The Coach's Corner

Archive for January, 2015

Building Your Own Dream Team, Part 2: Finding a Good Fit (Establish a rigorous process to assure the candidate is a good fit.)

January 19th, 2015 // Tom Doescher //


Years ago, I received some sage advice from a guy who hired a lot of great people. One day, he said to me, “If someone is smart enough, they can probably perform well in most jobs. The trick is to find the perfect fit for the company and for the candidate.” Below are some methods to use when you want to increase the likelihood that your candidates are, indeed, great fits for your company.

  1. Be able to clearly articulate the vision/mission/dream of the company. For example, I joined a small local firm because I didn’t want to travel excessively. If the vision of the company had been to serve clients throughout the world, I wouldn’t have been a good fit.
  2. Make sure you have a good job description.
  3. Engage a fellow company executive who can help you determine what you’re really looking for.
  4. Define what success will look like as concretely and clearly as you can, and share these ideas with the candidates.
  5. As you interview candidates, be open-minded and reflective. Maybe you’ll find an outstanding person you can use somewhere else, if not in the job you’re looking to fill at the moment. This happened to me once, and I almost missed it. We hired a great person to solve another problem we had, rather than what I went into the interview looking for. Remember: The team with the best players usually wins.
  6. Consider using personnel assessments.
  7. Think about enlisting retained search consultants when you want to fill senior executive positions. They’re usually able to find talent that you cannot. Plus, they’re very objective and focused on achieving a good fit for the company and candidate.

If you do it right, the process is a lot of work. But on the other hand, what is the cost of bad hiring decisions and their impact on your customers/clients and your team? As the old television commercial said, “You can pay me now, or pay me later.”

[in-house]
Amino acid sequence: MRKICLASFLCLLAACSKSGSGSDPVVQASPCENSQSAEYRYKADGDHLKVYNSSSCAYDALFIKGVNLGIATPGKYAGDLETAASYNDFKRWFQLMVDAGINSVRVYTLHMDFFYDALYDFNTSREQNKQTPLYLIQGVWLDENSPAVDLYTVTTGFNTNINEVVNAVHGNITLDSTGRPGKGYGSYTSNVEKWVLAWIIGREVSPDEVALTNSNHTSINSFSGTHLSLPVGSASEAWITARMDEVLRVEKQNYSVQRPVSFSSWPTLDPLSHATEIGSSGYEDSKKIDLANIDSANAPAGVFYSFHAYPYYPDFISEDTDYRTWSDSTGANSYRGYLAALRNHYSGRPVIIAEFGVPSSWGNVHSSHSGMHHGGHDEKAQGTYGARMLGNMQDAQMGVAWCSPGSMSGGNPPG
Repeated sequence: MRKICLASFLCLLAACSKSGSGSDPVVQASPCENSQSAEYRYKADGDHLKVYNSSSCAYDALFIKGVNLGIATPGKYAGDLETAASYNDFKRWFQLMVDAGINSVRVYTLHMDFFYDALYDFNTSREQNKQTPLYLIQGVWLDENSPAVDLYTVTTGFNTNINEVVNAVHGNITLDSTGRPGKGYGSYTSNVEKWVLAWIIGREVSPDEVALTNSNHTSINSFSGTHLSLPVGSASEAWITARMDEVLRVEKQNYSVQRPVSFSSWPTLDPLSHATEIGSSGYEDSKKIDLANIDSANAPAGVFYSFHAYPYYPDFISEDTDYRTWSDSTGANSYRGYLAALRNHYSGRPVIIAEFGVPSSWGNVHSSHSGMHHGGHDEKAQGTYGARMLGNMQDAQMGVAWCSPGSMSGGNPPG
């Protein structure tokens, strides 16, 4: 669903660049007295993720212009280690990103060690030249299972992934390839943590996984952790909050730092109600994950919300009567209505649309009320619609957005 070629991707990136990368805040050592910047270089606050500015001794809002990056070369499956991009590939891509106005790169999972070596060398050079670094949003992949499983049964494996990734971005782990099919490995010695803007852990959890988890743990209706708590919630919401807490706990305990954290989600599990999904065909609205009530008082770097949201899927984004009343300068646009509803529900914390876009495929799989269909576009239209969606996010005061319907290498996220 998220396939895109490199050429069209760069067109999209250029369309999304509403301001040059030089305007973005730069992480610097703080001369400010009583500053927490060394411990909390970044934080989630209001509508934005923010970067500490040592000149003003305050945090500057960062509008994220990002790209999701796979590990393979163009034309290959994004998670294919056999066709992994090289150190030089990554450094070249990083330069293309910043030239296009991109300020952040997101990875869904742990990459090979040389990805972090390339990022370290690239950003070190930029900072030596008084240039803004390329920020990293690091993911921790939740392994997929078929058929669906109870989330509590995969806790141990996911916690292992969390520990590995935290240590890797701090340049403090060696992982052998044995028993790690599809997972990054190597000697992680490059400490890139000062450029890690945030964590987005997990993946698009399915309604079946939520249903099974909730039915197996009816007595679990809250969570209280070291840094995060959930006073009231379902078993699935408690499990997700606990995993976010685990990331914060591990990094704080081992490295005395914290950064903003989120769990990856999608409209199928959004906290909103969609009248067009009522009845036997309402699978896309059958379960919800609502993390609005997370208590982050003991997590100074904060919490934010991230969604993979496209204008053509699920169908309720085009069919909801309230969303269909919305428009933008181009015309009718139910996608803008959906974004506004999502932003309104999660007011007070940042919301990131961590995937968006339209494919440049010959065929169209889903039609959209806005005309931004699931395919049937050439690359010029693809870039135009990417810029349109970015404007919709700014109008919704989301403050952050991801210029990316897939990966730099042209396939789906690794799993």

Building Your Own Dream Team Part 1: The Perfect Candidate (How to clearly define the perfect candidate) and determine the best place to find them

January 5th, 2015 // Tom Doescher //


You may think it’s obvious, but take a minute to ponder exactly who you’re looking for at all levels of your company. What background, skills, education and experience do you desire in new hires? You already have team members, and that’s good, but think about finding and developing your own long-term dream team. Over the years, I’ve observed that most successful and profitable companies develop their own players.

As an example, you may be looking for high school students who have shown an interest in making things, and maybe have participated in school-to-work or co-op programs, for your shop floor team. If that’s the case, have you developed relationships with your local high schools?

Several years ago, I heard the owner of a very successful auto supplier, presenting on this subject. He said something I will never forget. He said, “If we can convince a high school student to join our company instead of going directly to college, we have a chance of developing a great team member. As they progress at the company and show promise, we send them to college. However, if they go directly to college, we don’t even get a shot at them or they with us.” He went on to say, “As they continue to take on more responsibilities and grow, they make pretty good money, too.”

We have a technology client who has had some nice success at Kettering University (formerly known as GMI). They’re looking for smart, hard-working developers and have found that Kettering attracts those types of students.

Are you thinking about developing your own future team members? Do you know what you’re looking for? Do you know where to find them?

The Advisor’s Corner

Tom DoescherYou’ll find stories from the trenches, business lessons, and pertinent questions to help you find inspiration, professional growth, and leadership savvy.